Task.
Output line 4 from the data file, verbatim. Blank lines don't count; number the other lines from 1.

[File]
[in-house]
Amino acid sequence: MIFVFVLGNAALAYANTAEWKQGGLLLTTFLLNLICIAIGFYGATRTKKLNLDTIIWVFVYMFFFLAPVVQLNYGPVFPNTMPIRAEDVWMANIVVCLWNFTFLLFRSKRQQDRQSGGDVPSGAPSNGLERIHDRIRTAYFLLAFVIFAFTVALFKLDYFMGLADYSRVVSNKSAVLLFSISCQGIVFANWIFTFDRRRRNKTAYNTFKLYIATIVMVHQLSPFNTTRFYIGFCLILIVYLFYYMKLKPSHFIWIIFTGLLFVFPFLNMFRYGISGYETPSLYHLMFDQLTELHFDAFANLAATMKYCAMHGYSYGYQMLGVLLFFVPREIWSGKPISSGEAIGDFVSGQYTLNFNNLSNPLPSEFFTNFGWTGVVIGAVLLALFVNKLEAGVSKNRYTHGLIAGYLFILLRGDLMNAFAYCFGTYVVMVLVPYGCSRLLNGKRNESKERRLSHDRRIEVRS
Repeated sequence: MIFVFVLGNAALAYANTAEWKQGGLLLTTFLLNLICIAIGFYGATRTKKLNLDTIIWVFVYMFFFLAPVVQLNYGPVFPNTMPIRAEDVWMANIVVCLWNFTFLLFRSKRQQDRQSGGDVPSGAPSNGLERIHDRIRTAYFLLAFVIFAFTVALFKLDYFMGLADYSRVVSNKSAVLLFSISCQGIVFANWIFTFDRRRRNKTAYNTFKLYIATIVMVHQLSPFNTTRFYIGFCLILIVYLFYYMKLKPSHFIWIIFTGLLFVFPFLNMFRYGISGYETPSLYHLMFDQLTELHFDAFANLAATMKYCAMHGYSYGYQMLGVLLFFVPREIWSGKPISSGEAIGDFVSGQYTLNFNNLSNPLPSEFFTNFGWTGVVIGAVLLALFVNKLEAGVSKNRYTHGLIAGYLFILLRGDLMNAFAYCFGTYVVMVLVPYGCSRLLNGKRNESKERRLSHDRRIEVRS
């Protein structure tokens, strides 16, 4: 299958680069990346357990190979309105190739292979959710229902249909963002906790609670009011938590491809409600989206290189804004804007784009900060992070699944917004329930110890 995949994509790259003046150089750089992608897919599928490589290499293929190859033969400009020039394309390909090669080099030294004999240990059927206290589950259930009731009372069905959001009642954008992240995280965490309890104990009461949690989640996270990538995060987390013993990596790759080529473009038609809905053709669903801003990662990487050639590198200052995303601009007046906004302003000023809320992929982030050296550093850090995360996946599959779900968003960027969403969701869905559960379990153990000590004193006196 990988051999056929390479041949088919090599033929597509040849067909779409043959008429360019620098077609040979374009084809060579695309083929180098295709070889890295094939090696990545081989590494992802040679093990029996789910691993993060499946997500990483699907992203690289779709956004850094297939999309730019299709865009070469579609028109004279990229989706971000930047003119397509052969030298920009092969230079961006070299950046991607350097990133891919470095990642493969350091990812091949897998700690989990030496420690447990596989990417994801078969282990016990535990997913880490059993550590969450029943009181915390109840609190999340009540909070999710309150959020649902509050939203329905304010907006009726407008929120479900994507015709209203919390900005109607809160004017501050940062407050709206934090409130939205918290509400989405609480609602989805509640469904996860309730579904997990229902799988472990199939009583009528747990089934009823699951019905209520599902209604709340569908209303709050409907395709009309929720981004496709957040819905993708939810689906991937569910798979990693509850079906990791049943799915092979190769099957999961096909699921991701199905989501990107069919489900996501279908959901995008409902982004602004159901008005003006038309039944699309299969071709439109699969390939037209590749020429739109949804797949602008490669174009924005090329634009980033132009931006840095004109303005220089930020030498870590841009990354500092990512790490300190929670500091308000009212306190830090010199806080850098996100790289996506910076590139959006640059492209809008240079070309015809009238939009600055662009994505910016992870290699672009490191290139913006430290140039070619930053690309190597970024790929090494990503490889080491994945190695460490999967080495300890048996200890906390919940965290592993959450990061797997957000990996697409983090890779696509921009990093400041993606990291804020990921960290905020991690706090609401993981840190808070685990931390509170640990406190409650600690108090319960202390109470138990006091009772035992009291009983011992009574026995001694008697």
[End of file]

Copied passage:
């Protein structure tokens, strides 16, 4: 299958680069990346357990190979309105190739292979959710229902249909963002906790609670009011938590491809409600989206290189804004804007784009900060992070699944917004329930110890 995949994509790259003046150089750089992608897919599928490589290499293929190859033969400009020039394309390909090669080099030294004999240990059927206290589950259930009731009372069905959001009642954008992240995280965490309890104990009461949690989640996270990538995060987390013993990596790759080529473009038609809905053709669903801003990662990487050639590198200052995303601009007046906004302003000023809320992929982030050296550093850090995360996946599959779900968003960027969403969701869905559960379990153990000590004193006196 990988051999056929390479041949088919090599033929597509040849067909779409043959008429360019620098077609040979374009084809060579695309083929180098295709070889890295094939090696990545081989590494992802040679093990029996789910691993993060499946997500990483699907992203690289779709956004850094297939999309730019299709865009070469579609028109004279990229989706971000930047003119397509052969030298920009092969230079961006070299950046991607350097990133891919470095990642493969350091990812091949897998700690989990030496420690447990596989990417994801078969282990016990535990997913880490059993550590969450029943009181915390109840609190999340009540909070999710309150959020649902509050939203329905304010907006009726407008929120479900994507015709209203919390900005109607809160004017501050940062407050709206934090409130939205918290509400989405609480609602989805509640469904996860309730579904997990229902799988472990199939009583009528747990089934009823699951019905209520599902209604709340569908209303709050409907395709009309929720981004496709957040819905993708939810689906991937569910798979990693509850079906990791049943799915092979190769099957999961096909699921991701199905989501990107069919489900996501279908959901995008409902982004602004159901008005003006038309039944699309299969071709439109699969390939037209590749020429739109949804797949602008490669174009924005090329634009980033132009931006840095004109303005220089930020030498870590841009990354500092990512790490300190929670500091308000009212306190830090010199806080850098996100790289996506910076590139959006640059492209809008240079070309015809009238939009600055662009994505910016992870290699672009490191290139913006430290140039070619930053690309190597970024790929090494990503490889080491994945190695460490999967080495300890048996200890906390919940965290592993959450990061797997957000990996697409983090890779696509921009990093400041993606990291804020990921960290905020991690706090609401993981840190808070685990931390509170640990406190409650600690108090319960202390109470138990006091009772035992009291009983011992009574026995001694008697």